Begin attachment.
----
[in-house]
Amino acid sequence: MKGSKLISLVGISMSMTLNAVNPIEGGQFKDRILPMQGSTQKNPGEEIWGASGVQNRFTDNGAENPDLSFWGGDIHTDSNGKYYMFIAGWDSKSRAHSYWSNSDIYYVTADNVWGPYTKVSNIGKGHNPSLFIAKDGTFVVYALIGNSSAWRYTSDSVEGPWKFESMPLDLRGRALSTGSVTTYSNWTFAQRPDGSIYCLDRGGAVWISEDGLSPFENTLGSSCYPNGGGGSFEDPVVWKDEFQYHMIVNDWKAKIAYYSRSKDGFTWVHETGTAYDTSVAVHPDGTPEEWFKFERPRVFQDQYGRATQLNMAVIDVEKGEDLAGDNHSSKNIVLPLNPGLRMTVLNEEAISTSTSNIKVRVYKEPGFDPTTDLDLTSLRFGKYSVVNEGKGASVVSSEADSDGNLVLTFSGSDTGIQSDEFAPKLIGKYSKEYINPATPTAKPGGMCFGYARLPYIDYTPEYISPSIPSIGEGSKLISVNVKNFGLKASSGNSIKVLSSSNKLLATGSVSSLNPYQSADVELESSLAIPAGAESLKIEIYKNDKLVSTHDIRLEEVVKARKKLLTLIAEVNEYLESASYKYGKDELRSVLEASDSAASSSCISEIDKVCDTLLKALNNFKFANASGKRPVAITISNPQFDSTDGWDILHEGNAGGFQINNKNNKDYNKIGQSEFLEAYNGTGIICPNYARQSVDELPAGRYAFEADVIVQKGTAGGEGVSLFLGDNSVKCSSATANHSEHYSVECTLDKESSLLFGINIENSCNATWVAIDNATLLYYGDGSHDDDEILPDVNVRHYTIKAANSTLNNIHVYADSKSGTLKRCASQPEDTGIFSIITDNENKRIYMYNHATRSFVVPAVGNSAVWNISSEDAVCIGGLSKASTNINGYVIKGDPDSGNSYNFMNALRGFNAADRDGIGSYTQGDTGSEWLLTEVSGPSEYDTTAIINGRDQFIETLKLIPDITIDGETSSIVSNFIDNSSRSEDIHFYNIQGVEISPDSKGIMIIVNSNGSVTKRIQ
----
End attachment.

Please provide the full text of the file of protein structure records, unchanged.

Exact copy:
[in-house]
Amino acid sequence: MKGSKLISLVGISMSMTLNAVNPIEGGQFKDRILPMQGSTQKNPGEEIWGASGVQNRFTDNGAENPDLSFWGGDIHTDSNGKYYMFIAGWDSKSRAHSYWSNSDIYYVTADNVWGPYTKVSNIGKGHNPSLFIAKDGTFVVYALIGNSSAWRYTSDSVEGPWKFESMPLDLRGRALSTGSVTTYSNWTFAQRPDGSIYCLDRGGAVWISEDGLSPFENTLGSSCYPNGGGGSFEDPVVWKDEFQYHMIVNDWKAKIAYYSRSKDGFTWVHETGTAYDTSVAVHPDGTPEEWFKFERPRVFQDQYGRATQLNMAVIDVEKGEDLAGDNHSSKNIVLPLNPGLRMTVLNEEAISTSTSNIKVRVYKEPGFDPTTDLDLTSLRFGKYSVVNEGKGASVVSSEADSDGNLVLTFSGSDTGIQSDEFAPKLIGKYSKEYINPATPTAKPGGMCFGYARLPYIDYTPEYISPSIPSIGEGSKLISVNVKNFGLKASSGNSIKVLSSSNKLLATGSVSSLNPYQSADVELESSLAIPAGAESLKIEIYKNDKLVSTHDIRLEEVVKARKKLLTLIAEVNEYLESASYKYGKDELRSVLEASDSAASSSCISEIDKVCDTLLKALNNFKFANASGKRPVAITISNPQFDSTDGWDILHEGNAGGFQINNKNNKDYNKIGQSEFLEAYNGTGIICPNYARQSVDELPAGRYAFEADVIVQKGTAGGEGVSLFLGDNSVKCSSATANHSEHYSVECTLDKESSLLFGINIENSCNATWVAIDNATLLYYGDGSHDDDEILPDVNVRHYTIKAANSTLNNIHVYADSKSGTLKRCASQPEDTGIFSIITDNENKRIYMYNHATRSFVVPAVGNSAVWNISSEDAVCIGGLSKASTNINGYVIKGDPDSGNSYNFMNALRGFNAADRDGIGSYTQGDTGSEWLLTEVSGPSEYDTTAIINGRDQFIETLKLIPDITIDGETSSIVSNFIDNSSRSEDIHFYNIQGVEISPDSKGIMIIVNSNGSVTKRIQ